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I incline to the view that this position has received its deathblow from the modern study of the history of religions; and the theologian of the present and future will be obliged to distinguish more clearly than his predecessors between the primitive origin and the permanent validity of the various factors of thought and practice which constitute historic Christianity." (Earlier Epistles of S. Paul, pp. 385, 389.) Of the Eucharistic teaching in I. Corinthinians 10-11 Dr. Lake says: "It is impossible to pretend to ignore the fact that much of the controversy between Catholic and Protestant theologians has found its centre in the doctrine of the Eucharist, and the latter have appealed to primitive Christianity to support their views. From their point of view the appeal fails: the Catholic doctrine is much more nearly primitive than the Protestant." This judgment is as gratifying as surprising, but Dr. Lake proceeds to qualify his tribute to Catholicism by two subtle and deadly sentences: "But the Catholic advocate in winning his case has proved still more: the type of doctrine which he defends is not only primitive, but pre-Christian. Or, to put the matter in terms of another controversy, Christianity has not borrowed from the Mystery Religions, because it was always, at least in Europe, a Mystery Religion itself." (Ib., p. 215.) To Lake's critical scrutiny, therefore, S. Paul stands forth a Catholic. He admits this again in a significant note: "I was much interested lately to hear the obiter dictum of one of the foremost representatives of the Dutch school to the effect that the Epistles were imbued with the Catholic spirit, and (it was implied), therefore, could not be primitive. The Dutch school represents a keen and independent criticism of the Protestant view that Catholic Christianity is a degenerate form of Primitive Christianity. It sees that the Epistles belong to Catholic Christianity, and agrees that they are, therefore, late. The true conclusion is that Catholic Christianity is, therefore, primitive." (Ib., pp. 424-5.)

Further proof of the general recognition of the Catholic nature of S. Paul's teaching concerning the sacraments is to be found in a series of articles which have appeared during the past year in the Expositor. The first, and perhaps the most remarkable, of these is by Professor H. T. Andrews on the Place of the Sac

raments in the Teaching of S. Paul. (November, 1916.) The article begins with a frank admission that modern Free Church theologians have ignored S. Paul's sacramental teaching. Recent criticism, however, is against them, and the attack is all the more significant because it has come from scholars who cannot be suspected of the slightest bias towards sacramentarianism. This, Professor Andrews realizes, is a serious problem for Free Church theology, which regards sacraments as merely symbolical. He therefore proceeds to examine the Epistles from this point of view. Concerning Baptism he concludes that "if the Epistles of S. Paul do not enunciate the ecclesiastical doctrine of Baptismal Regeneration, they at any rate approximate very closely to it-with this difference, of course, that there is no need of real proof that Baptism was ever administered to infants in the Apostolic Age." One may pardon a Free Church theologian for the stubborn defence of the latter proposition in view of the surrender involved in the former. Concerning the Eucharist his conclusion is that "to S. Paul the bread and wine of the Eucharist are not merely emblems of the sacrifice that was once offered for the sins of the world; they are the vehicles by means of which the virtue of that sacrifice is appropriated by the participant." Finally Professor Andrews decides that "the Sacramentarian interpretation of S. Paul has won a decisive victory, and the Symbolical school has been driven off the field." Two alternatives, he thinks, are left for the Free Churches: to revise their conception of the sacraments, and thereby perhaps (and this I think, is very significant, as showing Protestants' need of the sacraments) enrich their spiritual life, or to recognize the nonChristian elements in S. Paul. The dilemma is left unsolved. One feels that the writer, being a Christian, inclines toward the former alternative.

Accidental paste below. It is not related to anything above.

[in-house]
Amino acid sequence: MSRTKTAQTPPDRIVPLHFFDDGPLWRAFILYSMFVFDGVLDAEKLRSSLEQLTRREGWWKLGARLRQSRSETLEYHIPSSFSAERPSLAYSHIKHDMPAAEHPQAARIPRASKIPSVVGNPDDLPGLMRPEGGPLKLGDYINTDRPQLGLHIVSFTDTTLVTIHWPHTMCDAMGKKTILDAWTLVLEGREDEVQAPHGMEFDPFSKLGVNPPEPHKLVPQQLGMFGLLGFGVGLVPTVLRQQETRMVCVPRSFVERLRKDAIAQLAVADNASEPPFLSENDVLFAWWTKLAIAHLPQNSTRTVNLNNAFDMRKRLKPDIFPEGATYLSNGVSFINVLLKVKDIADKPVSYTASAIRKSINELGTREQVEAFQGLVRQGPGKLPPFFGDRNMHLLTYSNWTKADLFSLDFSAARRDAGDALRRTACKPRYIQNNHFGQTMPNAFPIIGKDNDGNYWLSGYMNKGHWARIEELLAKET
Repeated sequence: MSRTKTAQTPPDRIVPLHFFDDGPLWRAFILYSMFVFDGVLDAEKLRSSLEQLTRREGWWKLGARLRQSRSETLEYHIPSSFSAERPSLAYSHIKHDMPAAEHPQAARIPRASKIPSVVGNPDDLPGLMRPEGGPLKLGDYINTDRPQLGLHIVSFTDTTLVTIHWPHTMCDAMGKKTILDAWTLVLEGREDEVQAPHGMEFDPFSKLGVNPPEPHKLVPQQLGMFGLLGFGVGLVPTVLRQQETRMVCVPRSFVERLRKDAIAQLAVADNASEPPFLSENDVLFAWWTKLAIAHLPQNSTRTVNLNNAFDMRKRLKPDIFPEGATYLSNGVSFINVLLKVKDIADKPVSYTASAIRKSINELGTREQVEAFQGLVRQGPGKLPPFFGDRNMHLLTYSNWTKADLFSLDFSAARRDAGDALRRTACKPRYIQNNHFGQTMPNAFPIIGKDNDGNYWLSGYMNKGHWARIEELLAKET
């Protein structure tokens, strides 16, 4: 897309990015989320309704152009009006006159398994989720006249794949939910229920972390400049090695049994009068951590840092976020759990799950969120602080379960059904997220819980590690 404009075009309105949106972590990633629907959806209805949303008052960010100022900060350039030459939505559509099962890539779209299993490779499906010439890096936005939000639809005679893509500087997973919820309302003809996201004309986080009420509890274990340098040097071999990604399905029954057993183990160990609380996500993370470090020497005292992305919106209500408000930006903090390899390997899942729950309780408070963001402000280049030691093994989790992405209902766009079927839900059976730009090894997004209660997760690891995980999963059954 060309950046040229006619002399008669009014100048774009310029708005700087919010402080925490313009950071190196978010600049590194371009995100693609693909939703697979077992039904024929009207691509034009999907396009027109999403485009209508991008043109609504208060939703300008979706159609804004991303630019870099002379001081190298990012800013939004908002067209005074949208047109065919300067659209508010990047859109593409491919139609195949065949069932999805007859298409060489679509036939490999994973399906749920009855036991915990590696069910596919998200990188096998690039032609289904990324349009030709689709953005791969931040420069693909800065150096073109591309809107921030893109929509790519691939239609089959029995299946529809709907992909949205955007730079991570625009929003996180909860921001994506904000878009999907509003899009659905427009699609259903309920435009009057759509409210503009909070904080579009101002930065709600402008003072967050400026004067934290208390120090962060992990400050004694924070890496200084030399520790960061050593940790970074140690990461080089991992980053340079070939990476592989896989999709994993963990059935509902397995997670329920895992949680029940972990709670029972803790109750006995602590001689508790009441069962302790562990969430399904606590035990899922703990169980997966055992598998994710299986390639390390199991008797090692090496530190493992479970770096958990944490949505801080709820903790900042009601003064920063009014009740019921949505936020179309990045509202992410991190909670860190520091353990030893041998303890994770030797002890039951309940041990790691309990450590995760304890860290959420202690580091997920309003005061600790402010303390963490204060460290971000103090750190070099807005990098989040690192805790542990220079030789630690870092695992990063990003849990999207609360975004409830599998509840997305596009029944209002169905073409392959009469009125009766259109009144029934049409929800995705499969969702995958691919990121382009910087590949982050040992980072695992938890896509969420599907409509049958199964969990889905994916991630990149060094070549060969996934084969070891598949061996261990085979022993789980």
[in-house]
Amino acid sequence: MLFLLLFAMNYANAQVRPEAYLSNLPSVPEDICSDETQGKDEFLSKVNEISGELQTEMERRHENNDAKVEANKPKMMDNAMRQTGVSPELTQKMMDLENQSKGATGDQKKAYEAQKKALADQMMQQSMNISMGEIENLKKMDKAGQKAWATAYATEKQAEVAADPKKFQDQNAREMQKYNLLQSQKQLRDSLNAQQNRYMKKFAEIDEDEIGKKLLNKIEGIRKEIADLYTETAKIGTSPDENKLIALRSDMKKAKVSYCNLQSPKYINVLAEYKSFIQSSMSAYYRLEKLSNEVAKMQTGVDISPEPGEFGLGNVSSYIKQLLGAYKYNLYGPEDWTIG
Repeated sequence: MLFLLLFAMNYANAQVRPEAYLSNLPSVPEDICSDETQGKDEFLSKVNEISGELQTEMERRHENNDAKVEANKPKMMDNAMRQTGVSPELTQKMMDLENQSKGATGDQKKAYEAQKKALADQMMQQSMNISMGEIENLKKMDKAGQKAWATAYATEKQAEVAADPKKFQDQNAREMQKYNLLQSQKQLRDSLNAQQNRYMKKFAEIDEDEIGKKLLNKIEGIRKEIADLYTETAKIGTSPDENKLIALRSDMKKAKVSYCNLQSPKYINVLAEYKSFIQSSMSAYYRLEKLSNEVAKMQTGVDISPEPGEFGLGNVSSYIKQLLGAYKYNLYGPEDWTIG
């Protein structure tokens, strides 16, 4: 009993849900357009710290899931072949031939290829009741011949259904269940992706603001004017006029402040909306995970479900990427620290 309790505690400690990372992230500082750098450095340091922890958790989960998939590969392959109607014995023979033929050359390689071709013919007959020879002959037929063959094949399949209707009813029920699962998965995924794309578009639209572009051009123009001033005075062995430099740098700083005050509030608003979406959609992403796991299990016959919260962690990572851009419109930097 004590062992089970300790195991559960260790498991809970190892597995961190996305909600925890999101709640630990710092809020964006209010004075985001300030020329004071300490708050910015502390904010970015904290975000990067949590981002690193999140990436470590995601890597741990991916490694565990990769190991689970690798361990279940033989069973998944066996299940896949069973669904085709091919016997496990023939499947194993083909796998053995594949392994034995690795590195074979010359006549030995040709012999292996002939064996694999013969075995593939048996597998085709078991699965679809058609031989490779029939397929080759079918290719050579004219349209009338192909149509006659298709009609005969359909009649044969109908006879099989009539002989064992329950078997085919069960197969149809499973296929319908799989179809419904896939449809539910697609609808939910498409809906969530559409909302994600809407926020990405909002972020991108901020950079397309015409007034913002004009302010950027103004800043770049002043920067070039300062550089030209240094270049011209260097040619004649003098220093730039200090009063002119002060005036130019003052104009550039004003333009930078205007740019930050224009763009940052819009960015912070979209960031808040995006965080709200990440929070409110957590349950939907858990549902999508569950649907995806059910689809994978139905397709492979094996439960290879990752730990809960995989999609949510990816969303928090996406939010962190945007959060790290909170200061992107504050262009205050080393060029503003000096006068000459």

His articles called forth a reply, violent though somewhat impotent, from Professor A. T. Robertson (February, 1917). Professor Andrews, he asserts, has fallen into the vice of the historico-critical method and has read into S. Paul's language the ideas of Mithraists and of later sacramentarians. There are, to be sure, sacramental passages in the Epistles, but they must be interpreted in the light of S. Paul's real spirit. This

spirit, of course, is Professor Robertson's spirit, the spirit of Protestantism. Modern Christians, he is sure, are not going to accept sacramentarian Christianity, but it is not yet necessary for them to throw S. Paul overboard.

The controversy has reappeared more recently in an article by Maurice Jones on Pauline Criticism in the Present Day. (July, 1917). This contains a summary of the question which may be quoted: "One very interesting result of this type of criticism is that it is now becoming very generally recognized that S. Paul was a thorough-going Sacramentalist. A great Presbyterian scholar like Sir William Ramsay accepts this view, and a very remarkable article appeared in the Expositor of November, 1916, by Professor H. T. Andrews of Aberdeen, in which he declared himself a complete convert to the opinion that for S. Paul the ordinances of Baptism and the Eucharist were sacraments in the complete sense of that term and not mere symbols, as is held by most Presbyterians and by a large section of the Protestant world. Whether this is a matter for gratification or not depends whether we believe, with the advanced critic, that S. Paul's sacramentalism was due to the influence of the Mystery Religion upon him or whether we hold to the view that it was inherent in the religion of Christ and the Apostles." This, it seems to me, states the issue admirably.